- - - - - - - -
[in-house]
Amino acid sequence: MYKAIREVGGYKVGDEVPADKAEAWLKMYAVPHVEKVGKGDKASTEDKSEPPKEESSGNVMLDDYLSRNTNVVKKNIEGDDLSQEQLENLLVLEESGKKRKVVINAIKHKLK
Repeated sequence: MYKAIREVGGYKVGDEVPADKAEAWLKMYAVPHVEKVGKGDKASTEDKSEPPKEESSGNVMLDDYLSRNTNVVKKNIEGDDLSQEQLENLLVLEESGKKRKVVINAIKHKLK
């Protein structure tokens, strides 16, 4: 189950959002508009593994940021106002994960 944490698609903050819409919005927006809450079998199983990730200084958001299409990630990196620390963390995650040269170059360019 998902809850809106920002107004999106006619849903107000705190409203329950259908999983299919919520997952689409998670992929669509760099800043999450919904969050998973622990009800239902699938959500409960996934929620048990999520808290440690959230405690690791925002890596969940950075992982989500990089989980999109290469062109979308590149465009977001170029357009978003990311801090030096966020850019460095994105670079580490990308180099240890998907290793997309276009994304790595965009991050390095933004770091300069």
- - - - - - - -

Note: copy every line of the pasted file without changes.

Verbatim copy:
[in-house]
Amino acid sequence: MYKAIREVGGYKVGDEVPADKAEAWLKMYAVPHVEKVGKGDKASTEDKSEPPKEESSGNVMLDDYLSRNTNVVKKNIEGDDLSQEQLENLLVLEESGKKRKVVINAIKHKLK
Repeated sequence: MYKAIREVGGYKVGDEVPADKAEAWLKMYAVPHVEKVGKGDKASTEDKSEPPKEESSGNVMLDDYLSRNTNVVKKNIEGDDLSQEQLENLLVLEESGKKRKVVINAIKHKLK
């Protein structure tokens, strides 16, 4: 189950959002508009593994940021106002994960 944490698609903050819409919005927006809450079998199983990730200084958001299409990630990196620390963390995650040269170059360019 998902809850809106920002107004999106006619849903107000705190409203329950259908999983299919919520997952689409998670992929669509760099800043999450919904969050998973622990009800239902699938959500409960996934929620048990999520808290440690959230405690690791925002890596969940950075992982989500990089989980999109290469062109979308590149465009977001170029357009978003990311801090030096966020850019460095994105670079580490990308180099240890998907290793997309276009994304790595965009991050390095933004770091300069």